Two women determined to find them: Andrea Lankford and Cathy Tarr.
And their families who never gave up hope.
I have always wanted to hike the Appalachian Trail. I even sent away for maps of it once. But I'm not good with dirt and bugs, sunburn and sweat, camping out for days at a time, or sleeping on the ground. So I'll probably never hike it from start to finish. (Though I do still harbor hope that I might manage to hike parts of it someday.) But I absolutely love reading about those who do set out on these long trails. I've read several accounts of thru-hikers who have hiked the Appalachian Trail, and the Pacific Crest Trail. And I'm always amazed by their exuberance, optimism and tenacity.
Trail of the Lost is an equally compelling account, but it's a sad one, too. Tarr and Lankford do everything they can to find the PCT missing: track down and interview other hikers, retrace the hikers' last known steps, organize search parties (lots of search parties!), hire drone operators to fly over the area, follow every lead and clue, and share in the parents' heartache and grief. Not just for a month or two. But for years. But sometimes the lost are never found.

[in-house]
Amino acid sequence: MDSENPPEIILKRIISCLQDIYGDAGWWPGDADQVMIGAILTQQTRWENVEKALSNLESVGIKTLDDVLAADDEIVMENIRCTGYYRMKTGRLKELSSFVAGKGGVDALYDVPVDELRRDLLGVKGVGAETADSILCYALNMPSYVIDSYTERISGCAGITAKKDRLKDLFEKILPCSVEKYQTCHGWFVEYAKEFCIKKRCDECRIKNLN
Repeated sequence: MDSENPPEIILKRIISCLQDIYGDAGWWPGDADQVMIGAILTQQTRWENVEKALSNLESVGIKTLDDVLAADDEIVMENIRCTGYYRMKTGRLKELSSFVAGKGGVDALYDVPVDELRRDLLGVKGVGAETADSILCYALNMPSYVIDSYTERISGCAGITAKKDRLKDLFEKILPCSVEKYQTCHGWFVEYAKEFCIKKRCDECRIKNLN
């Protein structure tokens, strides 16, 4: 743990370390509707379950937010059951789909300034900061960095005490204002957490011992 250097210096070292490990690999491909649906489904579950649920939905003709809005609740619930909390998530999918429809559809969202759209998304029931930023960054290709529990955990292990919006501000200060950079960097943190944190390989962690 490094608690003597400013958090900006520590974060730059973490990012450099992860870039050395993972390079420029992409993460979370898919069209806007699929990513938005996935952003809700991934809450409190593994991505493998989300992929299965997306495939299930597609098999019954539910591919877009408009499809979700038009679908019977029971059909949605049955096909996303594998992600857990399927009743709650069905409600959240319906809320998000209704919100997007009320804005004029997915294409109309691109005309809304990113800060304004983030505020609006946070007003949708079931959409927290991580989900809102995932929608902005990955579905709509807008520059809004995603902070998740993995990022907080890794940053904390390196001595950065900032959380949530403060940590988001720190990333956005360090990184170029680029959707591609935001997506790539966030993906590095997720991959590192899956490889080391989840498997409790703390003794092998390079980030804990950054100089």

Lankford's writing is vivid and well-researched; she paints quite a picture of what it's like to hike the Pacific Crest Trail. And she meets a lot of very interesting people along the way. Trail of the Lost is an engrossing and memorable book. I'd give it 4.5/5 stars.
Similar--and equally good--read:
Tuesday, September 12, 2023
This is the fifteenth book in Castillo's Kate Burkholder series. Kate is the sheriff in Painter's Mill, Ohio, a town that straddles two worlds: English and Amish. Kate straddles these two communities herself, having been raised Amish. (Why she left the faith is covered in the first book, Sworn in Silence.) That tension and contrast between her past and present, and between the Amish and English in town, is what I love most about this series. There's also a dark edge to these mysteries that make them very compelling reads. This latest is no exception.